Since his long-awaited induction into the Hall of Fame, Gil Hodges is in strong demand. Besides being a great Brooklyn Dodger first baseman, he was a superb manager who guided the 1969 Champion “Miracle” Mets. Last spring, I bought a boldly signed 1955 Bowman for $500 from a small auction house and doubled my money overnight.
Hodges’ autograph is fairly rare because he died so young, at age 48 after a 1972 spring training golf outing in Florida. In Portland, Bill Robinson, 76, from North Hanover, MA was wearing a Brooklyn Dodgers cap because he was such a huge fan until they moved. He was selling for $475 a Pittsburgh hotel receipt signed beautifully, “Mr. and Mrs. Gil Hodges.”
I sent a photo of it to an autograph expert who estimated the value to be between $300 and $400, which I’m sure Robinson would have taken. Vintage autograph collectors do love pieces that are one of a kind.
Hontz felt Jackie Robinson has cooled off somewhat. “The big three post-War are Mickey, Hank Aaron, and Willie Mays,” Hontz said. “Jackie Robinson has only eight cards. The rookies like the ’48 Leaf are pricey. Prices have settled since the pandemic.” A friend of mine bought a dead-centered SGC 2 blazer at the peak of Leaf two years ago for $12,000. It has probably dropped $10,000 or a bit less. That could mean now is a good time to buy.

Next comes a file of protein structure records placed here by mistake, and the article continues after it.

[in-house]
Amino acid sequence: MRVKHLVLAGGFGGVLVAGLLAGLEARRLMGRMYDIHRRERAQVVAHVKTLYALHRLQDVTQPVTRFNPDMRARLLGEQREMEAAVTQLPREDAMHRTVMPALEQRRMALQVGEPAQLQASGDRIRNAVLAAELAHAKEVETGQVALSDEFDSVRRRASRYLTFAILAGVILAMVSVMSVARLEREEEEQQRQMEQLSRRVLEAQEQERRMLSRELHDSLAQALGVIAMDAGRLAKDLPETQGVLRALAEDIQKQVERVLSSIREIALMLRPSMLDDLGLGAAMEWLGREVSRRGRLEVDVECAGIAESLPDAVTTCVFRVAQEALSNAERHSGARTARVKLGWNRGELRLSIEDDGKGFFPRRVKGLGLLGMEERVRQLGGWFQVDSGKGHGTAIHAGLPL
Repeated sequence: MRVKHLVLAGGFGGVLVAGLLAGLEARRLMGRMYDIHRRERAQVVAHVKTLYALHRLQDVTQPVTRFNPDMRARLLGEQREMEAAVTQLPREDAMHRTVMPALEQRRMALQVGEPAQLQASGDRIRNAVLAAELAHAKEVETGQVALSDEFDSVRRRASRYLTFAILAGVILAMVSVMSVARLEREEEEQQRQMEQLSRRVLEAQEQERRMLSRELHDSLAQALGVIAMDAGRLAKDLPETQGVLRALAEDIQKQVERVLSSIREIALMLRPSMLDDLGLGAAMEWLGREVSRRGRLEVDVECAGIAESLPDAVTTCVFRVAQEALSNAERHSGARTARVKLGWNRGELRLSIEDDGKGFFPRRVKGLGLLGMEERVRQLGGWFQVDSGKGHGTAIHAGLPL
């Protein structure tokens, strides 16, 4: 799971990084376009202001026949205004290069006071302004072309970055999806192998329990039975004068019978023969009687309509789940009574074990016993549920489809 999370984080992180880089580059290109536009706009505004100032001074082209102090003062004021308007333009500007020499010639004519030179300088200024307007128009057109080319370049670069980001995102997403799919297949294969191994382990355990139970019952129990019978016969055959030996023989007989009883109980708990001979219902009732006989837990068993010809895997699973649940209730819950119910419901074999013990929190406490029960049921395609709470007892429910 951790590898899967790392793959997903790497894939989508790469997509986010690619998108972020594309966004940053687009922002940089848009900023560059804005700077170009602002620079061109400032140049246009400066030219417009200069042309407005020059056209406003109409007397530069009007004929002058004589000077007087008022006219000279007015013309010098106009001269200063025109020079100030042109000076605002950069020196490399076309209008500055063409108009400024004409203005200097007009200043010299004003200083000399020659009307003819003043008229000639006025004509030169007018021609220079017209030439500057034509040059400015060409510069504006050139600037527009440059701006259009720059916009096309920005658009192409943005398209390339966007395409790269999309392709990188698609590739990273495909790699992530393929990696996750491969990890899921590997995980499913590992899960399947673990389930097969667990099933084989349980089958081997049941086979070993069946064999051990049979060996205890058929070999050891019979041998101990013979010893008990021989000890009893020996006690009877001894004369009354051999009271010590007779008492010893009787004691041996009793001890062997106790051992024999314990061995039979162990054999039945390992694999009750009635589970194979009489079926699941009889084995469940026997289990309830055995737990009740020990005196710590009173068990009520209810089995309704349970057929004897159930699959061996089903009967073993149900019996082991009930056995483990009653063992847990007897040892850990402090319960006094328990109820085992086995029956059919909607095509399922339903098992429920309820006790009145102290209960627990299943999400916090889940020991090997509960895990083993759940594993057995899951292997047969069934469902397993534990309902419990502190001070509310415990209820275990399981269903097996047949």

Another Brooklynite who rarely earns much attention is Duke Snider. Although he was probably the most beloved Bum next to Pee Wee Reese and Robinson, he was overshadowed by two other superior center fielders in New York, Mantle and Mays. Ironically, Bill Robinson’s partner, Pete Travaglini, 80, grew up a Brooklyn fan, too, in New York City’s suburbs. His favorite players were Snider and Hodges and he went to Ebbets Field three times, once each year from 1955 through 1957. He had a beautiful signed Snider ball with the full inscription “Duke of Flatbush” for only $100, but no takers. “Yes, he’s a hard sell,” Travaglini said. “I don’t understand it. He was a great player and a great guy.”
As a footnote, Travaglini added that his dad was a Yankees fan and his mother a Giants fan. The family sure must have had lively dinner conversations.